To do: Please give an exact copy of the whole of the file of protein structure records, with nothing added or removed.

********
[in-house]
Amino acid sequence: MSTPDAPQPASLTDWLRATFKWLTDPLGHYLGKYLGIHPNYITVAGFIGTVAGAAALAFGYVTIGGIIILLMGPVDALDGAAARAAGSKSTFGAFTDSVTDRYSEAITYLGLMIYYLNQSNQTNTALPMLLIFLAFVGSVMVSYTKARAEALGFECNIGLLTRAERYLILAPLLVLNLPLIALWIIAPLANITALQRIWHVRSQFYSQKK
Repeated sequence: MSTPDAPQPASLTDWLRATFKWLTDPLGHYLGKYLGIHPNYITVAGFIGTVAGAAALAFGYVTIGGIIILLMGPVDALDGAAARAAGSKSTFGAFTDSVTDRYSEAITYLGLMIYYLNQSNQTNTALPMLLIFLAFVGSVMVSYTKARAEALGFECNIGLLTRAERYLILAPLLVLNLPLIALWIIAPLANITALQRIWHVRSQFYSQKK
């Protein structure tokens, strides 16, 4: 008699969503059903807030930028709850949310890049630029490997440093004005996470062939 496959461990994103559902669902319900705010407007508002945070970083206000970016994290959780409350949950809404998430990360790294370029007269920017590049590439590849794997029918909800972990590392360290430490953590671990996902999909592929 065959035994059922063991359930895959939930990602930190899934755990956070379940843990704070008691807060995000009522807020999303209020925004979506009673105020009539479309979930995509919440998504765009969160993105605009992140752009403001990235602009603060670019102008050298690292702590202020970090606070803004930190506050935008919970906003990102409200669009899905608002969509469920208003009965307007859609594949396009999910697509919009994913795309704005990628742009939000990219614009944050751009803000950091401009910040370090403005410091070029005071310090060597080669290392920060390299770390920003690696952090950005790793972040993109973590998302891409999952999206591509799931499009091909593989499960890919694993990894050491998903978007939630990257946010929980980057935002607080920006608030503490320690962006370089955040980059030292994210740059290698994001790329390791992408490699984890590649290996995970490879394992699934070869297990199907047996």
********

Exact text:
[in-house]
Amino acid sequence: MSTPDAPQPASLTDWLRATFKWLTDPLGHYLGKYLGIHPNYITVAGFIGTVAGAAALAFGYVTIGGIIILLMGPVDALDGAAARAAGSKSTFGAFTDSVTDRYSEAITYLGLMIYYLNQSNQTNTALPMLLIFLAFVGSVMVSYTKARAEALGFECNIGLLTRAERYLILAPLLVLNLPLIALWIIAPLANITALQRIWHVRSQFYSQKK
Repeated sequence: MSTPDAPQPASLTDWLRATFKWLTDPLGHYLGKYLGIHPNYITVAGFIGTVAGAAALAFGYVTIGGIIILLMGPVDALDGAAARAAGSKSTFGAFTDSVTDRYSEAITYLGLMIYYLNQSNQTNTALPMLLIFLAFVGSVMVSYTKARAEALGFECNIGLLTRAERYLILAPLLVLNLPLIALWIIAPLANITALQRIWHVRSQFYSQKK
């Protein structure tokens, strides 16, 4: 008699969503059903807030930028709850949310890049630029490997440093004005996470062939 496959461990994103559902669902319900705010407007508002945070970083206000970016994290959780409350949950809404998430990360790294370029007269920017590049590439590849794997029918909800972990590392360290430490953590671990996902999909592929 065959035994059922063991359930895959939930990602930190899934755990956070379940843990704070008691807060995000009522807020999303209020925004979506009673105020009539479309979930995509919440998504765009969160993105605009992140752009403001990235602009603060670019102008050298690292702590202020970090606070803004930190506050935008919970906003990102409200669009899905608002969509469920208003009965307007859609594949396009999910697509919009994913795309704005990628742009939000990219614009944050751009803000950091401009910040370090403005410091070029005071310090060597080669290392920060390299770390920003690696952090950005790793972040993109973590998302891409999952999206591509799931499009091909593989499960890919694993990894050491998903978007939630990257946010929980980057935002607080920006608030503490320690962006370089955040980059030292994210740059290698994001790329390791992408490699984890590649290996995970490879394992699934070869297990199907047996």